Browsing on codeproject

Codeproject is a tremendous ressource to provide some good examples on how to deal with certain problems/technologies. For that matter, you usually would want to download the sample-code provided by the author and just go right to the source.

This typically involves a number of repetitive steps: browse to the article, download the source, unzip it to a unique directory, open it with Visual Studio and finally review the code with the article.

I just stumbled across a knowledge-base entry, which originally dates back to 2007. This article introduces a codeproject browser extension to visual studio. So now you can just download the source from within visual studio jump to the project and reference back to the article – all without leaving Visual Studio – this is cool.

Show them keys

If you’re a keyboard-shortcut-junkie just like me, you want to have all your currently assign keybindings memorized … but there’s a way to supply you some kind of cheat.

With this little macro you can list all currently active keybinding of visual studio:

Imports System
Imports EnvDTE
Imports EnvDTE80
Imports EnvDTE90
Imports System.Diagnostics
Public Module KeyboardShortcuts
Function GetOutputWindowPane(ByVal Name As String, Optional ByVal show As Boolean = True) As OutputWindowPane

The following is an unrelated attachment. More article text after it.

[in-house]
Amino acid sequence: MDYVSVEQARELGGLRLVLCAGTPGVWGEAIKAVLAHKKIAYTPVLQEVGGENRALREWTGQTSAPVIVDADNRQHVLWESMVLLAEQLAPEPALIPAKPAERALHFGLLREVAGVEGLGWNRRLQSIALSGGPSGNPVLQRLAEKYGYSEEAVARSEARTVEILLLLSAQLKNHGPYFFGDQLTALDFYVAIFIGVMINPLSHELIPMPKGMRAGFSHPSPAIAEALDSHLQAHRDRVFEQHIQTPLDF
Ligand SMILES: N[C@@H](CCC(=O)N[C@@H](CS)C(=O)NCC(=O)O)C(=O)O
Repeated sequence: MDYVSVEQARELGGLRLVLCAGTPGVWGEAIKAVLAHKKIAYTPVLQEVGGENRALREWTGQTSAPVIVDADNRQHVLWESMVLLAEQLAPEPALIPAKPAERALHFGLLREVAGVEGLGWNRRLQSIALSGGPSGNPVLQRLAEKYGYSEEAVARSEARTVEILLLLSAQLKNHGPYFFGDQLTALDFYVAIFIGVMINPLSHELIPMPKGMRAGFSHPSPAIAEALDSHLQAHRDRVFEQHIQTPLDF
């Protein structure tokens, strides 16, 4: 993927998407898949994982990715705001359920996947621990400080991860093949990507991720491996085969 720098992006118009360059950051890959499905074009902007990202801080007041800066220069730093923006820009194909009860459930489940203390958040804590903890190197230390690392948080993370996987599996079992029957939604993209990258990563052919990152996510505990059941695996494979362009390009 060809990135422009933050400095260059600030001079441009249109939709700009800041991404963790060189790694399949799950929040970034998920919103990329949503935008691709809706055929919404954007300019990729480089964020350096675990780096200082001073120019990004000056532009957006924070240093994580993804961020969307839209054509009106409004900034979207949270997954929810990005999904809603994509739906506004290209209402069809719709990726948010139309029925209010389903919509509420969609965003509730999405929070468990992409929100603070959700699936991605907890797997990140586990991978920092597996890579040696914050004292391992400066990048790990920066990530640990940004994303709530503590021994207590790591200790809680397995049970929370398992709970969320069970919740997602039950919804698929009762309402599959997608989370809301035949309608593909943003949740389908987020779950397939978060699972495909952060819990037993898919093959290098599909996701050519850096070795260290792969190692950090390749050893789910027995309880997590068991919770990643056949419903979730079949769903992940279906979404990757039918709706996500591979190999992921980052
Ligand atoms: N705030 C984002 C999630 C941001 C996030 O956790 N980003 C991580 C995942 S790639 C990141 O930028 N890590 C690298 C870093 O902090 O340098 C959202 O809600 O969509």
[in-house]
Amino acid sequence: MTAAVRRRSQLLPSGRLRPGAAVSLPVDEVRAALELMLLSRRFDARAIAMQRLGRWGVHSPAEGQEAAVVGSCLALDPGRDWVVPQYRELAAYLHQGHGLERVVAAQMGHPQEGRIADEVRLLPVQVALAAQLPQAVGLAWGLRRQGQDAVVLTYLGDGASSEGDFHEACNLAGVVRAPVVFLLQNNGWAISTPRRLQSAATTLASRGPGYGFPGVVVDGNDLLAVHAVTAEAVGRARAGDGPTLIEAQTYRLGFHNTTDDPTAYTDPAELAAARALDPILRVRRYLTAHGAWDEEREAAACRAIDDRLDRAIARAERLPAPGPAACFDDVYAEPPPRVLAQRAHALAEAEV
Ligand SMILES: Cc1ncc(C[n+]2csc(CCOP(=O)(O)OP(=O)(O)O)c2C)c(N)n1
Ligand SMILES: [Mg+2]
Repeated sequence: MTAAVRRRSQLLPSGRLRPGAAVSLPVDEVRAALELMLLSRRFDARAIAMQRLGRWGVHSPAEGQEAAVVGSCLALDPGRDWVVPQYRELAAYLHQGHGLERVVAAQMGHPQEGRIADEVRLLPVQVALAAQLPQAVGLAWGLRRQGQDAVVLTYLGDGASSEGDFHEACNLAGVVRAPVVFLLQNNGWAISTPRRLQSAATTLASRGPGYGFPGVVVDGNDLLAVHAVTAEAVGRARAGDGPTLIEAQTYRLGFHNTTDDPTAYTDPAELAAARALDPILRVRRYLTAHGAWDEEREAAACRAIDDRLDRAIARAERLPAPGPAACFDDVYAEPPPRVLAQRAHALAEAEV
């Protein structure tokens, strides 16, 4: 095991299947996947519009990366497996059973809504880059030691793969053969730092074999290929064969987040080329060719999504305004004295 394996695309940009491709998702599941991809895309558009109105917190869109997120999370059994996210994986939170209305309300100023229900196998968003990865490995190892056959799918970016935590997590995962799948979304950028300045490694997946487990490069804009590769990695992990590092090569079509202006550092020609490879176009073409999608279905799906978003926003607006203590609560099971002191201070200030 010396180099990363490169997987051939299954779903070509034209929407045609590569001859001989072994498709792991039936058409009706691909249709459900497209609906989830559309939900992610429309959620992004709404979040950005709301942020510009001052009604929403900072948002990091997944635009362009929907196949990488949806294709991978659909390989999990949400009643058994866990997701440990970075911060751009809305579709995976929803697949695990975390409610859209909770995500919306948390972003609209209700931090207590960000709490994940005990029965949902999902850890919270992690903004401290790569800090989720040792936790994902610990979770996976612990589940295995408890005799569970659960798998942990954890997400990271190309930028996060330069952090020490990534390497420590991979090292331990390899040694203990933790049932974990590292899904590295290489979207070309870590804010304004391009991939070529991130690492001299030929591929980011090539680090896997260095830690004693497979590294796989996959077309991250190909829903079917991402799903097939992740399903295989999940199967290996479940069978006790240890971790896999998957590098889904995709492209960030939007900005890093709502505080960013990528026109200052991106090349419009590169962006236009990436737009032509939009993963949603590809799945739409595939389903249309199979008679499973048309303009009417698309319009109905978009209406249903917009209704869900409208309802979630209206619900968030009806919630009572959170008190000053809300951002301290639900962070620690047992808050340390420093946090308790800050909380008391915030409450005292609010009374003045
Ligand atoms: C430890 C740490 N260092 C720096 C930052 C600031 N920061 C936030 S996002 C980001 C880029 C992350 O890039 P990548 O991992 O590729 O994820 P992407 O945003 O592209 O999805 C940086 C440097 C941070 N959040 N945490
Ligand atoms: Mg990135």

Dim window As Window
Dim outputWindow As OutputWindow
Dim outputWindowPane As OutputWindowPane
window = DTE.Windows.Item(EnvDTE.Constants.vsWindowKindOutput)
If show Then window.Visible = True
outputWindow = window.Object
outputWindowPane = outputWindow.OutputWindowPanes.Item(Name)
Catch e As System.Exception
outputWindowPane = outputWindow.OutputWindowPanes.Add(Name)
End Try
Return outputWindowPane
End Function
Sub ListCommands()
Dim outwin As OutputWindowPane = GetOutputWindowPane("List Commands", True)
For Each cmd As Command In DTE.Commands
Dim bindings() As Object
bindings = cmd.Bindings
For Each binding As String In bindings
outwin.OutputString(cmd.Name.ToString() + vbTab + binding + vbCrLf)
End Sub
End Module

IntelliSense for MSBuild community tasks

OK, you probably know it by now … there is a whole lot of stuff writte in nice angle-brackets, but there is way to little intellisense support for all this.

Just like others (NHibernate, WCF) the solution is quite simple: just copy the appropriate xsd file to C:\Program Files\Microsoft Visual Studio 9.0\Xml\Schemas\1033. In this case the MSBuild.Community.Tasks.xsd can be found in C:\Program Files\MSBuild\MSBuildCommunityTasks.

Pluggin NHibernate into Visual Studio

OK, so you’ve managed to work with NHibernate as well as with the hbm-files; respect!

But after looking at Visual Studio 2008, and at what ease you can create some domain-model using Linq to SQL …

But wait! NHibernate Plugin offers a visual aid to get your mappings done.

As always there seems to be some catch 🙂 I’m running a german localized version of Visual Studio 2005, so my item-templates should reside in a folder below my language-code (1033 instead of 1031). Unfortunatly the installer does not recognize my locale, so the item-templates are placed in the wrong directory. Just move the from C:\Programme\Microsoft Visual Studio 8\Common7\IDE\ItemTemplates\CSharp\1031 to C:\Dokumente und Einstellungen\[USERNAME]\Eigene Dateien\Visual Studio 2005\Templates\ItemTemplates\Visual C#\1033 and the item-template will show up 🙂

LC.EXE exists with an error

Today I experienced some strange error with LC.EXE of Visual Studio 2005. So far my project was always building just fine, but all over sudden I was getting an error, that LC.EXE was existing with code -1. So what the heck is that supposed to mean?